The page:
Barbora Skrlova had been hiding from Czech authorities to avoid giving testimony in a 2007 child abuse case, Czech police said.
She was deported back to the Czech Republic and detained Wednesday after months of fooling teachers, childcare workers and police in Norway by passing herself off as a boy named "Adam," Czech police spokeswoman Andrea Prochazkova said.
A woman who supplied a Czech passport enrolled her son "Adam" at the Marienlyst school near Oslo last September, authorities said.
Adam was actually the 5-foot-2 Skrlova, her breasts bound and head shaved, authorities said.
School authorities said they did noticed Adam's strange behavior.
"We did react to Adam's behavior. But it's not easy to know. Children at that age can be so different," school principal Ingjerd Eriksen told the Oslo newspaper Dagbladet.
In mid-December, however, Adam disappeared from an Oslo children's home, prompting police to launch a nationwide search and publish photographs Jan. 4 of the missing "child."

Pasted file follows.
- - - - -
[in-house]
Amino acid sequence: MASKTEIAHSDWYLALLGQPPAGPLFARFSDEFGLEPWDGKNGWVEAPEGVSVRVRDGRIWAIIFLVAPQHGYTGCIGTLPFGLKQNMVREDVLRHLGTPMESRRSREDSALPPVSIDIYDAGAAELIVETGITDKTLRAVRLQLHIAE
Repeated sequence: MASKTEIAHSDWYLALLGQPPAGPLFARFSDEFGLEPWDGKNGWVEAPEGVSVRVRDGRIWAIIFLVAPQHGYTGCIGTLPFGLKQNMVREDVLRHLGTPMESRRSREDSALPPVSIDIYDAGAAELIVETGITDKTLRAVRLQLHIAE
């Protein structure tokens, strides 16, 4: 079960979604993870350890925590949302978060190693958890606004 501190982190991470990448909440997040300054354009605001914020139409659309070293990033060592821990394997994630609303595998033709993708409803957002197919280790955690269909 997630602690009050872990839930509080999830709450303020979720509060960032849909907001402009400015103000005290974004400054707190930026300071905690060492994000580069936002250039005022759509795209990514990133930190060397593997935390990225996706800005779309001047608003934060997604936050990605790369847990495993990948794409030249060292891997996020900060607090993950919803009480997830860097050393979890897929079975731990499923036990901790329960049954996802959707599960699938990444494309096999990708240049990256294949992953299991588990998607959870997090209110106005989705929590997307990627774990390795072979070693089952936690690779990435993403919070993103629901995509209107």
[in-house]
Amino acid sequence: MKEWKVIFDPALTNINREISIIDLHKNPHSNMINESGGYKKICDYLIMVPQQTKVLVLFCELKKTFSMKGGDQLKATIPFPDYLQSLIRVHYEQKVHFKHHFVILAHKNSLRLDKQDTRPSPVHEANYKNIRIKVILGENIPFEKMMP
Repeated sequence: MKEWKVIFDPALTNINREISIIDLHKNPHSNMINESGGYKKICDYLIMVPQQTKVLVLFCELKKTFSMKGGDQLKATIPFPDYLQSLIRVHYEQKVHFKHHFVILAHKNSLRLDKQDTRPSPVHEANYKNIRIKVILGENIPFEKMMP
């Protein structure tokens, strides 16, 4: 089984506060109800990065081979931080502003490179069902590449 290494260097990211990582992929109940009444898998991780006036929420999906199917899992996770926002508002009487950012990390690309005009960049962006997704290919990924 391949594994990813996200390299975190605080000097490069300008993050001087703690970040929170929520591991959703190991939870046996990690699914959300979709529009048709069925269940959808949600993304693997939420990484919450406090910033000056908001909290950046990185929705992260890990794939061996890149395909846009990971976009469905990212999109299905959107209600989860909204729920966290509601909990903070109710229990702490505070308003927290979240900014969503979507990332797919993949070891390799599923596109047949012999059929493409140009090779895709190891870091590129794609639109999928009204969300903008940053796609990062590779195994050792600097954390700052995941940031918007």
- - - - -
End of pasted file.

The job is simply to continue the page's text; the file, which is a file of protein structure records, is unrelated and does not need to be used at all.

Tips led them to Skrlova in the Arctic city on Tromsoe.
"It turned out that the so-called missing teenager was a 33-year-old woman," Norwegian police said in a statement.
"Not even we have been able to figure out what is up and down in this case," Norwegian police attorney Sven T. Roer said.
Oslo police said the Czech parents of the real Adam are believed to have helped Skrlova deceive Norwegian child care authorities by claiming she was their son.
It apparently is not the first time Skrlova fooled authorities by posing as a child.
In the Czech city of Brno, Skrlova posed as a 13-year-old girl adopted by Klara Mauerova, Czech police said. Mauerova is suspected of abusing her two younger biological sons, and Skrlova is key witness in the case.
Facing an investigation, Skrlova went with friends to Denmark, and ended up in Norway.
Czech authorities now are looking into whether Skrlova should be charged with identity theft and misleading authorities, police said.
Skrlova also was undergoing psychiatric evaluation, police said. She is being held in Brno, 125 miles east of Prague.
Associated Press writer Ondrej Hejma contributed to this report from Prague, Czech Republic.
By Doug Mellgren